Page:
REVIEW: The Uncontrolling Love of God

Tom-Head-on-Hands-2How refreshing it was to read from Dr. Thomas Jay Oord! This was the first published work of his that I had read and I felt quite comfortable reading it, as if he and I were on the same side of the debate on theodicy. I have a few disagreements with him, but some of the important agreements were present: the belief that freedom entails an indeterminate future and that some actions that occur do so not because God orchestrates them to occur.

One of the disagreements I found was that Oord affirms the notion of gratuitous evil (what he calls “genuine evil”). This also seems to be true of Greg Boyd. While I am sympathetic with their robust view of human freedom I find myself affirming a fine distinction on the gratuitous evil debate. This distinction is nicely made by Ross Inman in his article linked here. In my own words, if humans have free will to commit heinous actions, such actions are not actually unnecessary or unjustifiable on the basis that their general reason for being (that a creature have free will) is necessary. There may be no specific reason why God allows such a supposedly gratuitous action but there are general reasons. That said, this is but a minor point from Oord and not detrimental to his thesis (in my humble opinion).

My favorite chapter of the book was the fourth one, wherein Oord deals with a spectrum of models on providence. I appreciate his research and contemplation to consider an exhaustive spectrum of models on divine providence. His fine distinctions and nuances do not go unnoticed and I praise them, too. The following chapter (five) provides a great overview of thinkers, both theologians and philosophers, who have rejected exhaustive divine foreknowledge. For those unfamiliar with Open Theism this is a great introduction (perhaps even as a standalone chapter for a theology class exploring divine foreknowledge).

Oord - Uncontrolling Love of GodThe thrust of the book is that our sense of divine sovereignty must be couple with love. If we recognize that God’s essence is love, and that his love limits certain actions he can do (because he creates free creatures so that He might be in a loving relationship with them), then this very same love limits what God can do to prevent (at the very least) some evil. This is in contrast to even other Open Theists such as John Sanders who gives attributive priority to divine sovereignty over love: “The point Sanders makes is that nothing essentially constrains God’s decisions, at least when initially creating. God’s sovereign freedom is unconstrained. This fits his view, which we saw earlier, that God has the power to prevent genuine evil but instead allows it.” Oord, on the other hand, says that God cannot prevent evil in at least some circumstances because of the love he has for his creation; this view he calls an essential kenosis model.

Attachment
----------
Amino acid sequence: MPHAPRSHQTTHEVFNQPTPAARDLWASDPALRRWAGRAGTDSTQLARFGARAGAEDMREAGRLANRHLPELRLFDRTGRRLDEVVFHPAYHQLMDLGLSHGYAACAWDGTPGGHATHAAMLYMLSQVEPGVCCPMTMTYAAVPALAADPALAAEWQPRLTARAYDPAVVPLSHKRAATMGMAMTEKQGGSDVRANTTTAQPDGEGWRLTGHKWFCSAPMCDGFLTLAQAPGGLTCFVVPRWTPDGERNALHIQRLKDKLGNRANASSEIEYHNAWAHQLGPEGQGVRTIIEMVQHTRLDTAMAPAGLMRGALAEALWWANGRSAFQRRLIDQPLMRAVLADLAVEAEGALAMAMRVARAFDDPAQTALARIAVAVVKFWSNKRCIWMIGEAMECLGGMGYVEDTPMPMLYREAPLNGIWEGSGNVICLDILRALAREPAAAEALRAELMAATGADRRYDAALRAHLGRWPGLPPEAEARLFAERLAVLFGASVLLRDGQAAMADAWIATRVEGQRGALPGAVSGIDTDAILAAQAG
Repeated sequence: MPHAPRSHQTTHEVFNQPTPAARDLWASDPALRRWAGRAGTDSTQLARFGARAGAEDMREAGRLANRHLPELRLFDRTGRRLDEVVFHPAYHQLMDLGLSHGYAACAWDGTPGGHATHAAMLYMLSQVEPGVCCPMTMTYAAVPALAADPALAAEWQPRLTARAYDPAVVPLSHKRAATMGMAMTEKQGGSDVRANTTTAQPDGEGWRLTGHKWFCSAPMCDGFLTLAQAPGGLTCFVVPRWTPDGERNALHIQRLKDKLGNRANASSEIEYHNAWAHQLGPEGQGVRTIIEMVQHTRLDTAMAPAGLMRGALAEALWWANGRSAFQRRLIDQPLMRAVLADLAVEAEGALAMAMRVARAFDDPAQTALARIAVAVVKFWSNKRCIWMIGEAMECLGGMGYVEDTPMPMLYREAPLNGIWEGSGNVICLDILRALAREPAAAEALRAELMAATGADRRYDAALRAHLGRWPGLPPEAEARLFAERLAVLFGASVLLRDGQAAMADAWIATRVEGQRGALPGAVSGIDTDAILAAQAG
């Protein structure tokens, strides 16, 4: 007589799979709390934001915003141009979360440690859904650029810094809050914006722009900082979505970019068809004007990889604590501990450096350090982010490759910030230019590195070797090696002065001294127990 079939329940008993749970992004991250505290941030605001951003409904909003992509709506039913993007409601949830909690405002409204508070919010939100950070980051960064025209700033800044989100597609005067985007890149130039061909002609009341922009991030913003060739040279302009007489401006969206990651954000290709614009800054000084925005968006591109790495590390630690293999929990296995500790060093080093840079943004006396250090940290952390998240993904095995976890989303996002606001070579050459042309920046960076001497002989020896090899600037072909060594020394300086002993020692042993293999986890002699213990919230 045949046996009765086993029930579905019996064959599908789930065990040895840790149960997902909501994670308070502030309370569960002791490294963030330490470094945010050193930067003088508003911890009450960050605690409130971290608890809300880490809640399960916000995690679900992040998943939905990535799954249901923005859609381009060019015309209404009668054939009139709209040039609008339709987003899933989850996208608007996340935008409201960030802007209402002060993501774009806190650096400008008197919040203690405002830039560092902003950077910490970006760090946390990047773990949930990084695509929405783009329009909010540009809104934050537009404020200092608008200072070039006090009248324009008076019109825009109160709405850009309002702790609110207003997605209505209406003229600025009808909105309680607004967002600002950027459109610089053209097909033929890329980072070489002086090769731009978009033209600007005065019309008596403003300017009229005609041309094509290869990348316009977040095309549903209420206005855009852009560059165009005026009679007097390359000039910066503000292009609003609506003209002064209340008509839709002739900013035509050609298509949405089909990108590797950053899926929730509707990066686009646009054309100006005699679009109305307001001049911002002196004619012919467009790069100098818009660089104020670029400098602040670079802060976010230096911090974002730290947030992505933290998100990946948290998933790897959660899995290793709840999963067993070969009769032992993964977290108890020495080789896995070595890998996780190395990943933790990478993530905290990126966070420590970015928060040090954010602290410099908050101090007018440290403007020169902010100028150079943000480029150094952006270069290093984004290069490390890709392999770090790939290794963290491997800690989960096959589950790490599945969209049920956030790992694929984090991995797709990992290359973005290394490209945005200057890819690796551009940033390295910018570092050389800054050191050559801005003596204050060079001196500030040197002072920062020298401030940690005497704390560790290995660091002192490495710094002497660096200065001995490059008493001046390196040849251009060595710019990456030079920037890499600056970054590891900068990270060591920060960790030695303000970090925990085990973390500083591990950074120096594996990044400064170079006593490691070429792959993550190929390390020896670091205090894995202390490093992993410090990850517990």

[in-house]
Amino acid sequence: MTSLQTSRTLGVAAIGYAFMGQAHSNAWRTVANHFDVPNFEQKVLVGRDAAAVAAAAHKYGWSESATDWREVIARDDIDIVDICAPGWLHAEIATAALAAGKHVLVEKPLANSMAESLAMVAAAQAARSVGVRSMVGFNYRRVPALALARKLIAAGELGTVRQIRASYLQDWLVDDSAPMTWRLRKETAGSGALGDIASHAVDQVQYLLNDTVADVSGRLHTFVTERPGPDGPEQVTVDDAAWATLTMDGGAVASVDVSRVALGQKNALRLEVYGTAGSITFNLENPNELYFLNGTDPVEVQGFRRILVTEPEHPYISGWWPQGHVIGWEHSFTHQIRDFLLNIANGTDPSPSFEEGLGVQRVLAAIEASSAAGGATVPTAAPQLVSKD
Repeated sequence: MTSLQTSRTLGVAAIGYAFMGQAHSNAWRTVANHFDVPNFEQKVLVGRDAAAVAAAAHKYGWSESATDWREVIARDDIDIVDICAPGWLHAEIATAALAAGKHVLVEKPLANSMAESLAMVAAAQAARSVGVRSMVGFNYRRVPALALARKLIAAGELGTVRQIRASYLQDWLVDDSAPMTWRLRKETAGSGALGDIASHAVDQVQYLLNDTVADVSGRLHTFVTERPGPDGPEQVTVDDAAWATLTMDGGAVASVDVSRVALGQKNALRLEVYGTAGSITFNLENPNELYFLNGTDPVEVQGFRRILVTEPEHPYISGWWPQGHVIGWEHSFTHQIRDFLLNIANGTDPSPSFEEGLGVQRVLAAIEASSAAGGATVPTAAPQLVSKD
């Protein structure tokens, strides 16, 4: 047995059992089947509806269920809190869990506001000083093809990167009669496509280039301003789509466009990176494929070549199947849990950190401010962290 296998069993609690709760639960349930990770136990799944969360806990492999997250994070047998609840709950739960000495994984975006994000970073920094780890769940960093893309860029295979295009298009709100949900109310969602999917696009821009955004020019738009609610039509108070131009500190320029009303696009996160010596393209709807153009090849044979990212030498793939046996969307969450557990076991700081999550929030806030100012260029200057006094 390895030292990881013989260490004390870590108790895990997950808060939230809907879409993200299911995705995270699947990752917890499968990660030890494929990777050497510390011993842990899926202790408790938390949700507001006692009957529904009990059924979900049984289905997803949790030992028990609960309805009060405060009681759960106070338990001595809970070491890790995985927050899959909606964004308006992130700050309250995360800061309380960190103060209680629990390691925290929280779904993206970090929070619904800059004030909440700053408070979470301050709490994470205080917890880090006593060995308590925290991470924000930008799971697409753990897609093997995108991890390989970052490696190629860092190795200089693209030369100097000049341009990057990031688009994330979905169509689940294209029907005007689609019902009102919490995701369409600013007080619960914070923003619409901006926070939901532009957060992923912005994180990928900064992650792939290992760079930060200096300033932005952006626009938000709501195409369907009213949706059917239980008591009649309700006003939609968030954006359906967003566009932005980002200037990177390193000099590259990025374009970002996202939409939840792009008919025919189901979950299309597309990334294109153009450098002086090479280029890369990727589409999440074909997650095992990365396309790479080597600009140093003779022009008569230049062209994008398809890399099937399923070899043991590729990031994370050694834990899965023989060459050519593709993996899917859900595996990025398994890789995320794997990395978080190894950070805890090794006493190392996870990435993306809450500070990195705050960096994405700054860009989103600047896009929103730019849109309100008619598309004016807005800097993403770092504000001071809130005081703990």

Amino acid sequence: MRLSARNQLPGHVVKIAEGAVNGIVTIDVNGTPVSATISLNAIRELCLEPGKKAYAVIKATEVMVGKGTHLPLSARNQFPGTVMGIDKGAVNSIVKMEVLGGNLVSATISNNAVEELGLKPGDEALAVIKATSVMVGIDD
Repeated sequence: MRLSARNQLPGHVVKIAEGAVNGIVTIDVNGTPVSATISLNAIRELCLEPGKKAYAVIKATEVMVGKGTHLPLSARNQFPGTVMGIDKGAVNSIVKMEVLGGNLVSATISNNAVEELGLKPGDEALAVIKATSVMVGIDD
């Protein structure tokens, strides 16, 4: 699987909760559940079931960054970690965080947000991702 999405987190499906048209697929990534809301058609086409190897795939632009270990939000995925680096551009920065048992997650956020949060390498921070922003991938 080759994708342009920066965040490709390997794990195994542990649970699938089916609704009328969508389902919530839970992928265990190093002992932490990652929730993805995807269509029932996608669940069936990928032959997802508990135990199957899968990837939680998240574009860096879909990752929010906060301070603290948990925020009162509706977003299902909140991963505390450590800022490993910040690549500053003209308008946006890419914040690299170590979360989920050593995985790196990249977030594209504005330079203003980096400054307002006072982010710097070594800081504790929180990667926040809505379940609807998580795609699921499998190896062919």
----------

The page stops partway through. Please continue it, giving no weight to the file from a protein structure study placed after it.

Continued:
Chapter seven details Oord’s model of this (I won’t spoil it for you here!) and the final chapter is left to respond to potential objections, chiefly as it pertains to how divine providence and miracles work within this framework.

Although I am not an Open Theist, I agree with Oord on many points pertaining to a relational God, free will, and even an indeterminate future. I’ve even had to give some serious consideration of my own position on that matter. Perhaps Oord’s main thesis is correct, that there are some evils that God cannot prevent (not that he merely chooses not to prevent on the basis of his love but that he cannot prevent on the basis of his love). I found the book to be very beneficial to my theological reflection of God and to expanding my knowledge of the Open Theist position. I appreciated Oord’s careful distinctions between logically possible models for any given issue and commend his charitable & humble tone. For someone who reads numerous Calvinists, this is a fresh of breath air! I would recommend The Uncontrolling Love of God to the astute, theologically minded reader.

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Kurt Jaros is the Executive Director of Defenders Media. He is currently a Ph.D. student at Highland Theological College in Dingwall, Scotland. He holds two Masters degrees in Christian Apologetics from Biola University, and Systematic Theology, from King’s College London. He also blogs at Values & Capitalism a project of the American Enterprise Institute. He likes systematic and historical theology, philosophy of religion, and issues in Christian pop culture. His theological interests include theological anthropology, hamartiology, soteriology, divine providence, and other issues in Christian pop culture. Additionally, he enjoys political philosophy, economics, American political history and campaigns. He currently resides in the suburbs of Chicago with his lovely wife and daughter.

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